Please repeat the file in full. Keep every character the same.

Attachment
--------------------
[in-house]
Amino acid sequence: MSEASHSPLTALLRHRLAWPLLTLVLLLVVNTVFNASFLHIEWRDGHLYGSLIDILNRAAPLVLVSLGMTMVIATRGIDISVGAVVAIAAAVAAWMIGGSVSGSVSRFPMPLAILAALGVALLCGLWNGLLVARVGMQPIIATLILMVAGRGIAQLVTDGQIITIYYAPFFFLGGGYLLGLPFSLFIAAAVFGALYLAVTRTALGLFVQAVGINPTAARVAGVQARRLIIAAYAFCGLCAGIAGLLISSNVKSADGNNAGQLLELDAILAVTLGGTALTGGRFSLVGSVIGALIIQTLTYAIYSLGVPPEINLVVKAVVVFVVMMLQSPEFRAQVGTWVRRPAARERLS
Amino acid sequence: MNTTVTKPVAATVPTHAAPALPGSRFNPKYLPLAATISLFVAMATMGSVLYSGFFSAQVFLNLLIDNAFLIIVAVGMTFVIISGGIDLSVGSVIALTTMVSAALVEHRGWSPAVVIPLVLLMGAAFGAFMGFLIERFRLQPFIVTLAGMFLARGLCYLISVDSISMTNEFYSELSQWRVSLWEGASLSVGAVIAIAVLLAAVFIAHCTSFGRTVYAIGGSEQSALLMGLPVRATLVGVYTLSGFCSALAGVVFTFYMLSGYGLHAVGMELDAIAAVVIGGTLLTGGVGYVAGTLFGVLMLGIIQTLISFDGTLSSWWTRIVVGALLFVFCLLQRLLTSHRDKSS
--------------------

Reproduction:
[in-house]
Amino acid sequence: MSEASHSPLTALLRHRLAWPLLTLVLLLVVNTVFNASFLHIEWRDGHLYGSLIDILNRAAPLVLVSLGMTMVIATRGIDISVGAVVAIAAAVAAWMIGGSVSGSVSRFPMPLAILAALGVALLCGLWNGLLVARVGMQPIIATLILMVAGRGIAQLVTDGQIITIYYAPFFFLGGGYLLGLPFSLFIAAAVFGALYLAVTRTALGLFVQAVGINPTAARVAGVQARRLIIAAYAFCGLCAGIAGLLISSNVKSADGNNAGQLLELDAILAVTLGGTALTGGRFSLVGSVIGALIIQTLTYAIYSLGVPPEINLVVKAVVVFVVMMLQSPEFRAQVGTWVRRPAARERLS
Amino acid sequence: MNTTVTKPVAATVPTHAAPALPGSRFNPKYLPLAATISLFVAMATMGSVLYSGFFSAQVFLNLLIDNAFLIIVAVGMTFVIISGGIDLSVGSVIALTTMVSAALVEHRGWSPAVVIPLVLLMGAAFGAFMGFLIERFRLQPFIVTLAGMFLARGLCYLISVDSISMTNEFYSELSQWRVSLWEGASLSVGAVIAIAVLLAAVFIAHCTSFGRTVYAIGGSEQSALLMGLPVRATLVGVYTLSGFCSALAGVVFTFYMLSGYGLHAVGMELDAIAAVVIGGTLLTGGVGYVAGTLFGVLMLGIIQTLISFDGTLSSWWTRIVVGALLFVFCLLQRLLTSHRDKSS